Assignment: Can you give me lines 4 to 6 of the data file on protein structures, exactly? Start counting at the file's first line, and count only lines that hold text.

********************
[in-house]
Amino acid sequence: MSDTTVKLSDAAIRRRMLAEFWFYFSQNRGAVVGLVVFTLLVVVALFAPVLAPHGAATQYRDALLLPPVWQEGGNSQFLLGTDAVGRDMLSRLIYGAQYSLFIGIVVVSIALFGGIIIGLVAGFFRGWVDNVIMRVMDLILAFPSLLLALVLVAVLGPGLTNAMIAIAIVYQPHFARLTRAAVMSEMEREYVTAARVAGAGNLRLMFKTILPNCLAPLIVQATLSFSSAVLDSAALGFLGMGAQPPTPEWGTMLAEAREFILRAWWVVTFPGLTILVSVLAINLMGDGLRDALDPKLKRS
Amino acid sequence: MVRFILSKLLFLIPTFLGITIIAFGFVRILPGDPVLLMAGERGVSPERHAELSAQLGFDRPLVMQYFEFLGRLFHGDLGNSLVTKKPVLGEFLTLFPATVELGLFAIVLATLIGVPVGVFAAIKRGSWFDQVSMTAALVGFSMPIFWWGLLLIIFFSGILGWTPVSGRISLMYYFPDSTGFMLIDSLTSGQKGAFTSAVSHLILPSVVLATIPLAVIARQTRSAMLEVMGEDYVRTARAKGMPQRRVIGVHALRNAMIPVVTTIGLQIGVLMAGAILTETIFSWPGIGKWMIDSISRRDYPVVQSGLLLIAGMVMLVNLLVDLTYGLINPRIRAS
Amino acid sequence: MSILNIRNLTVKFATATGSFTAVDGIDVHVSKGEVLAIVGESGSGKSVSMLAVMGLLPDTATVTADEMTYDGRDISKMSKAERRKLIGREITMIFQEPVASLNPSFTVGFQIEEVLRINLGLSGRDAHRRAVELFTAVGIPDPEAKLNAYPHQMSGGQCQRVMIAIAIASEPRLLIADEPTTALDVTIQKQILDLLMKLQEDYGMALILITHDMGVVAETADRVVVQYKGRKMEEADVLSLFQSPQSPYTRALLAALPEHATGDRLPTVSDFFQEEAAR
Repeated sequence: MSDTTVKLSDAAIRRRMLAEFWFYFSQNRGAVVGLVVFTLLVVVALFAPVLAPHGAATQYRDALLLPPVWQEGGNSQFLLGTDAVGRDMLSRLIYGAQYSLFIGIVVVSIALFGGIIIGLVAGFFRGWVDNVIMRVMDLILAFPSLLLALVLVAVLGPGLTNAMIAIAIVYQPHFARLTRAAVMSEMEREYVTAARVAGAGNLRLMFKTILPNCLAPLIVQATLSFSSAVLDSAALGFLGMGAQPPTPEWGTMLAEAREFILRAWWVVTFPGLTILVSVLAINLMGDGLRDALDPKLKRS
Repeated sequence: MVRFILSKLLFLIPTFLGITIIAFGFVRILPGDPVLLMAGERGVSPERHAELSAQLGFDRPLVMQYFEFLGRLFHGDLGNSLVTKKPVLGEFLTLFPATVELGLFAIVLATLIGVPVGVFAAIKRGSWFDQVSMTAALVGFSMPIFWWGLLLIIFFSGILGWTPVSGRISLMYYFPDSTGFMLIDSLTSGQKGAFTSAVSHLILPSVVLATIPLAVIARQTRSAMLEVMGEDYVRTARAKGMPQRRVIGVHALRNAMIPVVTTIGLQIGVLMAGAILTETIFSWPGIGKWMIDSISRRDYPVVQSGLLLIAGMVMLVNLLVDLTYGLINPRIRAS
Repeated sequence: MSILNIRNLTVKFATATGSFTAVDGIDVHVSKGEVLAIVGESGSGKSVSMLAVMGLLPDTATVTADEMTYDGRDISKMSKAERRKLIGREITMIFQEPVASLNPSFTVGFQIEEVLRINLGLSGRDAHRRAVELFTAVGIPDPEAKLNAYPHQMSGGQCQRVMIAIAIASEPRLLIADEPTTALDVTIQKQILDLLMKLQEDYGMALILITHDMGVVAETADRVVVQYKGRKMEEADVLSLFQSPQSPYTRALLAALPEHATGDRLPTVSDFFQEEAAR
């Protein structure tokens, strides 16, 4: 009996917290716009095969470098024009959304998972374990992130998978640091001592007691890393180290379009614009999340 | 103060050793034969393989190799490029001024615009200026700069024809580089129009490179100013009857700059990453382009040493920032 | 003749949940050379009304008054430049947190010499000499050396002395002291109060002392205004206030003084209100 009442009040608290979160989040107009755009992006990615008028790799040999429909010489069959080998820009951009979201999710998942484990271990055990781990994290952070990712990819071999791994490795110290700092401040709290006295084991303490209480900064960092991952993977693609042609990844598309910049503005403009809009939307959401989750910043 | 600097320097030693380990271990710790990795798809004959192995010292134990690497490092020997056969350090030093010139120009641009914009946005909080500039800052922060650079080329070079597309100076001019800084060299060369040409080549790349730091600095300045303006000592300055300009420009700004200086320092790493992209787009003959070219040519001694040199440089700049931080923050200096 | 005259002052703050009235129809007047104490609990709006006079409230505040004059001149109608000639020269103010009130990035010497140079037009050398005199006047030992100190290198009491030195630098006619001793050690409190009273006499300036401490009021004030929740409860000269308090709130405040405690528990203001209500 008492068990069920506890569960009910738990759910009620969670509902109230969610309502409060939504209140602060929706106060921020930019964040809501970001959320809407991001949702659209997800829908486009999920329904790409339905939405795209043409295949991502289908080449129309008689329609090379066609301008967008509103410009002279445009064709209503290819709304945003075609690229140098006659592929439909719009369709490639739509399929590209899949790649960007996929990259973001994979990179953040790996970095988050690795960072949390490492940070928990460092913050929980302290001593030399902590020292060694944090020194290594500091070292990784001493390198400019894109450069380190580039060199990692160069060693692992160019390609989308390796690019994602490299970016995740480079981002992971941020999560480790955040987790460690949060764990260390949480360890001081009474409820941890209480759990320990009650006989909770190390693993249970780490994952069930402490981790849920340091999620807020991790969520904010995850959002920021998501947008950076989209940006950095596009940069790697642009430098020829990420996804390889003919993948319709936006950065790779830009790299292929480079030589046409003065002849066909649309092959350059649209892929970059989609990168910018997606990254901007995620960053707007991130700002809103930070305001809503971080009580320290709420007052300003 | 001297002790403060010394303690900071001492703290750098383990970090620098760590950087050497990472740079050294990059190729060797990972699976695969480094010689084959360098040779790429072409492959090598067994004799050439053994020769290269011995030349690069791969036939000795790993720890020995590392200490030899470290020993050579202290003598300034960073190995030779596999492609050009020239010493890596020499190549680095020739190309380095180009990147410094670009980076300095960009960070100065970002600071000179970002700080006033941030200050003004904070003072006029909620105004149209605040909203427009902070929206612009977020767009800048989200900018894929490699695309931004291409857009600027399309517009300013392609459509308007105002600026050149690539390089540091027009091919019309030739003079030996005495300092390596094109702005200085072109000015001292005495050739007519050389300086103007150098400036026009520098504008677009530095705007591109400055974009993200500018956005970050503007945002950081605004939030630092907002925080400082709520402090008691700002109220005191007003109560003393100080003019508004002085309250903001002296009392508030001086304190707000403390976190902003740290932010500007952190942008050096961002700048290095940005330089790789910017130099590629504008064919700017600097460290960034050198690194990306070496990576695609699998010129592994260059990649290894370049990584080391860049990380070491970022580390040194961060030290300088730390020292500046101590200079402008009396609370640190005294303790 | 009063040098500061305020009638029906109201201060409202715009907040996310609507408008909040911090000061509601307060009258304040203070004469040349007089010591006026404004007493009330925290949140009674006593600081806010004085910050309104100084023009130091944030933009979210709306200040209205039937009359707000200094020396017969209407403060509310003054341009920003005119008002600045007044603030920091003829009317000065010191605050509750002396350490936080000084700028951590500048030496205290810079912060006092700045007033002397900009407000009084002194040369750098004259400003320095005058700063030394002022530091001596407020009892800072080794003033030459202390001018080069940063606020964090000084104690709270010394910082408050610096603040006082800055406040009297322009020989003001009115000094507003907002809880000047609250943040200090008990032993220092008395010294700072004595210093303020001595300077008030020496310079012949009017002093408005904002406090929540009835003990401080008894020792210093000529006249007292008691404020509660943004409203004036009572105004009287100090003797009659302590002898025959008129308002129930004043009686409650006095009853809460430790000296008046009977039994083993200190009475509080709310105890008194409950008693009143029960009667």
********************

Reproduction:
Amino acid sequence: MSILNIRNLTVKFATATGSFTAVDGIDVHVSKGEVLAIVGESGSGKSVSMLAVMGLLPDTATVTADEMTYDGRDISKMSKAERRKLIGREITMIFQEPVASLNPSFTVGFQIEEVLRINLGLSGRDAHRRAVELFTAVGIPDPEAKLNAYPHQMSGGQCQRVMIAIAIASEPRLLIADEPTTALDVTIQKQILDLLMKLQEDYGMALILITHDMGVVAETADRVVVQYKGRKMEEADVLSLFQSPQSPYTRALLAALPEHATGDRLPTVSDFFQEEAAR
Repeated sequence: MSDTTVKLSDAAIRRRMLAEFWFYFSQNRGAVVGLVVFTLLVVVALFAPVLAPHGAATQYRDALLLPPVWQEGGNSQFLLGTDAVGRDMLSRLIYGAQYSLFIGIVVVSIALFGGIIIGLVAGFFRGWVDNVIMRVMDLILAFPSLLLALVLVAVLGPGLTNAMIAIAIVYQPHFARLTRAAVMSEMEREYVTAARVAGAGNLRLMFKTILPNCLAPLIVQATLSFSSAVLDSAALGFLGMGAQPPTPEWGTMLAEAREFILRAWWVVTFPGLTILVSVLAINLMGDGLRDALDPKLKRS
Repeated sequence: MVRFILSKLLFLIPTFLGITIIAFGFVRILPGDPVLLMAGERGVSPERHAELSAQLGFDRPLVMQYFEFLGRLFHGDLGNSLVTKKPVLGEFLTLFPATVELGLFAIVLATLIGVPVGVFAAIKRGSWFDQVSMTAALVGFSMPIFWWGLLLIIFFSGILGWTPVSGRISLMYYFPDSTGFMLIDSLTSGQKGAFTSAVSHLILPSVVLATIPLAVIARQTRSAMLEVMGEDYVRTARAKGMPQRRVIGVHALRNAMIPVVTTIGLQIGVLMAGAILTETIFSWPGIGKWMIDSISRRDYPVVQSGLLLIAGMVMLVNLLVDLTYGLINPRIRAS